Under changes made by the 2009 Consolidation Act, S.L. 2009-577 (H 1329), a person may obtain a second expunction under G.S. 15A-146 in limited circumstances. A prior expunction under G.S. 15A-146 does not bar a second expunction under G.S. 15A-146(a1) if the prior expunction (i) occurred before October 1, 2005, when G.S. 15A-146(a1) took effect, and (ii) was for an offense that allegedly occurred within the same 12-month period or was dismissed at the same term of court as the offenses that are the subject of the current expunction petition. Thus, this provision allows a person who obtained an expunction under G.S. 15A-146 before October 1, 2005, to go back and obtain an expunction of additional charges during the surrounding 12-month period or of charges disposed of during the same term of court.[5]

The 2009 Consolidation Act also revised G.S. 15A-146(a) and (a1) by changing the statutory references for prior expunctions that bar an expunction. Before passage of that legislation, a person could not obtain this type of expunction if he or she had received an expunction under G.S. 90-96, among other statutes. The revised provision omits any reference to G.S. 90-96 on expunction of drug-related matters and instead refers to the expunction statutes on drug-related matters added by the 2009 Consolidation Act (that is, G.S. 15A-145.2 and G.S. 15A-145.3, discussed infra under Expunctions of Drug-Related Offenses). If the statute is read literally, a prior expunction under G.S. 90-96, obtained before passage of the 2009 Consolidation Act, may not bar an expunction under G.S. 15A-146.

 

Table 4. Dismissal or Finding of Not Guilty of Misdemeanors, Felonies, and Certain Infractions

Matters Subject to Expunction

Principal Restrictions on Expunction

Applicable Statutes and Forms

  • Dismissal or finding of not guilty or not responsible of
    • infraction under G.S. 18B-302(i) charged before Dec. 1, 1999, or
    • misdemeanor or felony
  • No prior felony conviction
  • No prior expunction under G.S. 15A-145, G.S. 15A-145.1, G.S. 15A-145.2, G.S. 15A-145.3, G.S. 15A-145.4, G.S. 15A-145.5, or G.S. 15A-146
  • Dismissal or finding of not guilty or not responsible of multiple charges
    • for offenses that allegedly occurred during 12-month period, or
    • that were disposed of at the same term of court, regardless of offense date
  • No prior felony conviction
  • No prior expunction under G.S. 15A-145, G.S. 15A-145.1, G.S. 15A-145.2, G.S. 15A-145.3, G.S. 15A-145.4, or G.S. 15A-145.5
  • No prior expunction under G.S. 15A-146(a1) except as indicated therein

 



[1] The statute formerly barred a person from obtaining an expunction of a dismissal if previously convicted of a misdemeanor, but the General Assembly eliminated the misdemeanor conviction bar in 1991. S.L. 1991-326 (S 744); see also In re Kearney, 174 N.C. App. 213 (2005) (holding in case in which assault and battery charge was dismissed, and defendant was convicted of misdemeanor assault inflicting serious injury, that defendant was entitled to expunction of dismissal under G.S. 15A-146 although not of conviction).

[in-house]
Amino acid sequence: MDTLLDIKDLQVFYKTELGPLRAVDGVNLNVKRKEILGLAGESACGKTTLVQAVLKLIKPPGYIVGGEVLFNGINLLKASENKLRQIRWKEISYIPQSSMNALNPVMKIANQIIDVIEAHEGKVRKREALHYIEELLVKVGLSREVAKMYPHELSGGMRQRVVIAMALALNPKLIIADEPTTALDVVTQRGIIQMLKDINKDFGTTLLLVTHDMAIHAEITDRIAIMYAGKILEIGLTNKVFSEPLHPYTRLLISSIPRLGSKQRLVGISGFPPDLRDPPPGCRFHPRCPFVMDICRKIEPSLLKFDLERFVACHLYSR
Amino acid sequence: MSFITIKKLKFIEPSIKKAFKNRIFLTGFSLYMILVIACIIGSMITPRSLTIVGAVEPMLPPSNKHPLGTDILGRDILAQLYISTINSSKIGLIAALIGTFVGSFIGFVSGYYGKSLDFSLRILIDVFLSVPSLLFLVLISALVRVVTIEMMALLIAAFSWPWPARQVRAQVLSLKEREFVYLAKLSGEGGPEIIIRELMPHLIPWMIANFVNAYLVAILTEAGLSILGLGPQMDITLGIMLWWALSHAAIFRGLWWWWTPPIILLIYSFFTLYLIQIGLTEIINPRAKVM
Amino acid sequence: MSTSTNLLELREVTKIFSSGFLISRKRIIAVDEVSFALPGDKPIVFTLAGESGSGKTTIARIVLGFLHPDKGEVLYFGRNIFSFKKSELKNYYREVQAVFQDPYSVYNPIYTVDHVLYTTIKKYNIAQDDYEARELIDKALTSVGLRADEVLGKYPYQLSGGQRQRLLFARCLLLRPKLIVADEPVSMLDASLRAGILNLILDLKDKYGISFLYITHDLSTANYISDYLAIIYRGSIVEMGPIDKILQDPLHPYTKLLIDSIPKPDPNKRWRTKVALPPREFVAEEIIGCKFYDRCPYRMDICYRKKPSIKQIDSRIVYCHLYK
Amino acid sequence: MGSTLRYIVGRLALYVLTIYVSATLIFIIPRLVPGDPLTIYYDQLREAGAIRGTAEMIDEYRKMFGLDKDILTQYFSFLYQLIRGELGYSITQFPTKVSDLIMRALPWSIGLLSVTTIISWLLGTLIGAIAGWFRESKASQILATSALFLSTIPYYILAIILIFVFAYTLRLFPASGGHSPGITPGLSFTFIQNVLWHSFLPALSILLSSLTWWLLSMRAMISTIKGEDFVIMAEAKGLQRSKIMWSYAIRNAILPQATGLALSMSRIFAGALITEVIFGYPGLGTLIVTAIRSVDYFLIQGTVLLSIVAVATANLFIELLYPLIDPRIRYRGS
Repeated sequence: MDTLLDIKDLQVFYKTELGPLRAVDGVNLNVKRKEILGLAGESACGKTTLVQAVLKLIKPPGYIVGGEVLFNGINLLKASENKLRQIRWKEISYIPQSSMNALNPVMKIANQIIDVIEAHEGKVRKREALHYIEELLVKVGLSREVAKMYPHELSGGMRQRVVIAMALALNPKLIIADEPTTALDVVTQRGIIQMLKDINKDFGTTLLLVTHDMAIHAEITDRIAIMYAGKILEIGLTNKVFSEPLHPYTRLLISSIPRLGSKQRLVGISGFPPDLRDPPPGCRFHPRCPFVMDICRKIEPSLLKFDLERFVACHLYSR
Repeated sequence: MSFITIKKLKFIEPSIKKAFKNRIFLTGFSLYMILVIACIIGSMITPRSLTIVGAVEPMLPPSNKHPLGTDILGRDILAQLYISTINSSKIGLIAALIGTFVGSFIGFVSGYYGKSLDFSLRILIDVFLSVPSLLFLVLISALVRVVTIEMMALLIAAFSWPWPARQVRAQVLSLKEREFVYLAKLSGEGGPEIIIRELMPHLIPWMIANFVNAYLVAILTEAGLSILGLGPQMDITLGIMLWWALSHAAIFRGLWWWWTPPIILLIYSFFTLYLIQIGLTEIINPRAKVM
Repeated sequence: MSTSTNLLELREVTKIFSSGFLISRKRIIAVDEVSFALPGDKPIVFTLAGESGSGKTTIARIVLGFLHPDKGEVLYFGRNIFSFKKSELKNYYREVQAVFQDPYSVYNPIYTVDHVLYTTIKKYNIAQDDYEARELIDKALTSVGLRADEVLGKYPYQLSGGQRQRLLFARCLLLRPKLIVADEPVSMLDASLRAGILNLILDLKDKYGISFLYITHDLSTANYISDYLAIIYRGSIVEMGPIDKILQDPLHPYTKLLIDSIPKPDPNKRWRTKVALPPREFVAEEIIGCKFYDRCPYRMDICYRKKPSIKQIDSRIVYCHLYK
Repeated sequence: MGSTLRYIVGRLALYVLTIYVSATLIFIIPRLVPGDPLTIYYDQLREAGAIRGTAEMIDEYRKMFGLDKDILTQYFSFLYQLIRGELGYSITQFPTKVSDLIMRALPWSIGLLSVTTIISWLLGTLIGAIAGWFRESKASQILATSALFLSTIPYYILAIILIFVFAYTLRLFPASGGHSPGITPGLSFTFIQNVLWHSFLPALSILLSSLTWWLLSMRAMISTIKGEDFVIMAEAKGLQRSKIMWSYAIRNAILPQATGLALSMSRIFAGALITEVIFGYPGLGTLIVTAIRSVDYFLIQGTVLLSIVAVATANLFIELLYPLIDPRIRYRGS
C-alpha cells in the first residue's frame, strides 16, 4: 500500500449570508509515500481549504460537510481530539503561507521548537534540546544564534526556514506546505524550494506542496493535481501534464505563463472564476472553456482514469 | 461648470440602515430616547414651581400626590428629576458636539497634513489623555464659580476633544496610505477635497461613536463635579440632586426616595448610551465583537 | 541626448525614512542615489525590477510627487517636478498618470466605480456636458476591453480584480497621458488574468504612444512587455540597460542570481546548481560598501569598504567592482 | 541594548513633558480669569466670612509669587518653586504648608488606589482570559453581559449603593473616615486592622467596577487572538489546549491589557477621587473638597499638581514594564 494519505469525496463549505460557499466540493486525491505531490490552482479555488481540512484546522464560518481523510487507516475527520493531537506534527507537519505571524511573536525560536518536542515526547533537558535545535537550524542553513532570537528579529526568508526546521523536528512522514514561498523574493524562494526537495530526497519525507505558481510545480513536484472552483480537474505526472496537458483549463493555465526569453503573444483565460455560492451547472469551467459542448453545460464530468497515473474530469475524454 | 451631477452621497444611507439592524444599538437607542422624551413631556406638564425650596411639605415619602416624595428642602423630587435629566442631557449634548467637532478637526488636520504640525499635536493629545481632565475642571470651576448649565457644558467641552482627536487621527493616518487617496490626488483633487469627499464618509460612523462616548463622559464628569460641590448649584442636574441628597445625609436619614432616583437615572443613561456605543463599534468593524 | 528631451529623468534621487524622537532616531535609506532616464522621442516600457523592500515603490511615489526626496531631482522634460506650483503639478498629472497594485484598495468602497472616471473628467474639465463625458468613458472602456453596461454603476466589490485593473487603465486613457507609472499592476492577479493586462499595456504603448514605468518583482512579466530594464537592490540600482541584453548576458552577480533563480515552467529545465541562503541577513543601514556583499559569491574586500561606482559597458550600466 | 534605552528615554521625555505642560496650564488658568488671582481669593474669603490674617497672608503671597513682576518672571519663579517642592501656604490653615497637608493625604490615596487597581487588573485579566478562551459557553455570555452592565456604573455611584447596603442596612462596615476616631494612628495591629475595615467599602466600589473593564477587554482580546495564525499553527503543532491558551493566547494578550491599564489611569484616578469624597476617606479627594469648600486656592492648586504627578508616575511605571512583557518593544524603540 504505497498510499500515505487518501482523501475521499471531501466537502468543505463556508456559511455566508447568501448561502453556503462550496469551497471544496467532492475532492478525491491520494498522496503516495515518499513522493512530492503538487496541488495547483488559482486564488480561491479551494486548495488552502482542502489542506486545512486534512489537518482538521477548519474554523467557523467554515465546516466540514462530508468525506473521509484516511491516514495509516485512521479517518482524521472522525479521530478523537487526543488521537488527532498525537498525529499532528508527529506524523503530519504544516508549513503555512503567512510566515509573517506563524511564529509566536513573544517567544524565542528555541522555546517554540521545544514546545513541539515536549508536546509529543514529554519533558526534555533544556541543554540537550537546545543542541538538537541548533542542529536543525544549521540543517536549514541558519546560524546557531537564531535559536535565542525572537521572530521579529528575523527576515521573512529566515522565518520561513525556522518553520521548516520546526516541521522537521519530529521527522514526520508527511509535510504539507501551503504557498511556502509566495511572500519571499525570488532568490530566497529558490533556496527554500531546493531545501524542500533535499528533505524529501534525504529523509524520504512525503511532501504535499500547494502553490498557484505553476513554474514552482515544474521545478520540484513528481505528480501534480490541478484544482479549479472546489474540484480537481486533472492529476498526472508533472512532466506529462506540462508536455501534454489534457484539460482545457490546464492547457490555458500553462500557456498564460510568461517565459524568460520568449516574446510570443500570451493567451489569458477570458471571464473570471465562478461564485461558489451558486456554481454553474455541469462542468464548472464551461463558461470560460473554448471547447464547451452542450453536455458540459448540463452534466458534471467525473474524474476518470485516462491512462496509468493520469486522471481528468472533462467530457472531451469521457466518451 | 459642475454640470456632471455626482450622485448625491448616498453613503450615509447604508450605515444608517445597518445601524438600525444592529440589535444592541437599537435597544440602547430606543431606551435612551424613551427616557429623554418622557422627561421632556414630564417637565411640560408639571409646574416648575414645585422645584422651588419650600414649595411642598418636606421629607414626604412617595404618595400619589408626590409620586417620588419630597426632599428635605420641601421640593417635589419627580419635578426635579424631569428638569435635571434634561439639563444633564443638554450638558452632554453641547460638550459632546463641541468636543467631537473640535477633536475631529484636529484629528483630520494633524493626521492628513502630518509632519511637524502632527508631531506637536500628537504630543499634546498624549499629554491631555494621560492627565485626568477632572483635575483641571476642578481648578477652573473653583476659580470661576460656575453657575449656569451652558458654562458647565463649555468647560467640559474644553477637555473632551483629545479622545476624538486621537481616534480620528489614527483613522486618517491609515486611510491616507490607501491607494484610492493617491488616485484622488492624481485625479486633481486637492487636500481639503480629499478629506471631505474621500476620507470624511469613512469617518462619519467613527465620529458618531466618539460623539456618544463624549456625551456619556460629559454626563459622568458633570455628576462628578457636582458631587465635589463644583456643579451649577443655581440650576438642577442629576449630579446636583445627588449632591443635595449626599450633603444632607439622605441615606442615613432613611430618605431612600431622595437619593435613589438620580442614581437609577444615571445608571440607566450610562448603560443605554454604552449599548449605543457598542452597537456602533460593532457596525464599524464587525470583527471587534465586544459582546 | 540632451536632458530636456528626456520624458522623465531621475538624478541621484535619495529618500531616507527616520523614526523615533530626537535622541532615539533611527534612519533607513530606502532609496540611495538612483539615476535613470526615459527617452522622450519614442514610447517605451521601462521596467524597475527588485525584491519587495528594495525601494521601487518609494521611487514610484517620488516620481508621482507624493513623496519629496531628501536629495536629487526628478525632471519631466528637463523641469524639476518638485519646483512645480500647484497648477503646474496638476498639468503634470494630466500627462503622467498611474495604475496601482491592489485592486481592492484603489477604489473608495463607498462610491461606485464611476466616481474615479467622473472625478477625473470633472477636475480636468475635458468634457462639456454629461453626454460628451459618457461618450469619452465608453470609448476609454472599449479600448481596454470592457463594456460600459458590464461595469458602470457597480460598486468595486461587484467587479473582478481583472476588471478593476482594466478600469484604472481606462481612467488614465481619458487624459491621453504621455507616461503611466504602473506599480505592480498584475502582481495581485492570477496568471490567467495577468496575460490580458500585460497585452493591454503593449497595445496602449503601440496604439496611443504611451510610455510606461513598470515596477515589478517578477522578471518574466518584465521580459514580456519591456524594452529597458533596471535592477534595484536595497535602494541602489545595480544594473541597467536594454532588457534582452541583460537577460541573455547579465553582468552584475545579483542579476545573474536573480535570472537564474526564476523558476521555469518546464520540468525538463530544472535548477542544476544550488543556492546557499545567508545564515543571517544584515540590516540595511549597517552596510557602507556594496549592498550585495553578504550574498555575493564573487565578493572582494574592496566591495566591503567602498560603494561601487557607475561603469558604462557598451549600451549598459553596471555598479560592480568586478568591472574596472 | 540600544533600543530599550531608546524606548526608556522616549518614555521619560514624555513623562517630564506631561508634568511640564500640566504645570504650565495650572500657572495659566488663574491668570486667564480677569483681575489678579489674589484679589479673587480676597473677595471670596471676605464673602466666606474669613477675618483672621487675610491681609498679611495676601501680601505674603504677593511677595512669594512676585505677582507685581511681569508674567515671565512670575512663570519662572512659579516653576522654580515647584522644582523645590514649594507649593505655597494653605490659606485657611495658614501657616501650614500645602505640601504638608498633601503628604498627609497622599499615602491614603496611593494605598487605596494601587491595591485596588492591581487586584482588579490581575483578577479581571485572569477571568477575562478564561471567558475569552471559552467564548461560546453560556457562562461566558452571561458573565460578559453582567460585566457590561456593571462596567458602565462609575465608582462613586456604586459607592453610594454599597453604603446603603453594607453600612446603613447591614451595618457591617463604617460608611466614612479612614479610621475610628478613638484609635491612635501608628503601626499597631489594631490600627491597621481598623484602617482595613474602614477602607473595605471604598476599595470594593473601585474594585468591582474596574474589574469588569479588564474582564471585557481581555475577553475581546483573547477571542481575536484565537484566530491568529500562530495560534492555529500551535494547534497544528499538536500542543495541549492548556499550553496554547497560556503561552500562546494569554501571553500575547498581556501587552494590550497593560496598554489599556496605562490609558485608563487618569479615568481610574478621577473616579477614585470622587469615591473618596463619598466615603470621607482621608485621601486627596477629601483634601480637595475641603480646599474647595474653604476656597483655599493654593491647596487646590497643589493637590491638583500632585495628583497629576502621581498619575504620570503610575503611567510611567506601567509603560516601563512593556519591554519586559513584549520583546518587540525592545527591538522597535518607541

[2] According to the North Carolina Administrative Office of the Courts (AOC), the clerk of court should obliterate all references to the expunged charge in the physical records of the case. Thus, the clerk would obliterate the felony charge from the original criminal process, the release order, and other records. The AOC also advises that the clerk should delete the entire case from the Automated Criminal Information System (ACIS) and reenter the case under the same case number but limited to the charges that were not expunged.

[3] See also In re Robinson, 172 N.C. App. 272, 274–75 (2005) (stating that “expungement is only available where the trial court finds that the person has not previously received an expungement” and that “the plain language of the statute expressly prohibits more than one expunction”; court did not specifically consider term “had” but did not attribute any significance to it). In response to the Robinson decision, the General Assembly added G.S. 15A-146(a1), discussed in the text, to allow an expunction of multiple dismissals in certain circumstances. S.L. 2005-452 (H 1213).

[4] See Opinion Letter by North Carolina Attorney General to James J. Coman, SBI Director (Oct. 13, 1995) (stating that a person may obtain an expunction of multiple offenses under G.S. 15A-145 and G.S. 15A-146 if they arose out of the same transaction or occurrence or were consolidated for trial or judgment). The findings of fact portion of the AOC form for expunctions, AOC-CR-264 (June 2017), reflects this view. Cf. In re Robinson, 172 N.C. App. 272, 275 (2005) (declining to rule on whether G.S. 15A-146(a) permits expunction of “multiple related charges arising from a single occurrence or which have been consolidated for trial” because issue was not before the court).

[5] The discussion in the text does not track the literal language of G.S. 15A-146(a1). As amended by the 2009 Consolidation Act, G.S. 15A-146(a1) bars a second expunction under this “subsection,” meaning G.S. 15A-146(a1), unless the expunction occurred before October 1, 2005. The problem with construing this language literally is that G.S. 15A-146(a1) did not take effect until October 1, 2005; therefore, it would be impossible for a person to have obtained an expunction under that subsection before then. This guide takes the view that the General Assembly intended to allow an expunction under G.S. 15A-146(a1) if the person obtained an expunction under “this section,” meaning G.S. 15A-146, before October 1, 2005. Such an interpretation also means that, unless the exception applies, subsections (a) and (a1) allow for one expunction—a person may not obtain an expunction under either G.S. 15A-146(a) or (a1) if he or she has already obtained an expunction under G.S. 15A-146. The AOC form AOC-CR-264 (June 2017) reflects this position. The appellate courts have not addressed this issue.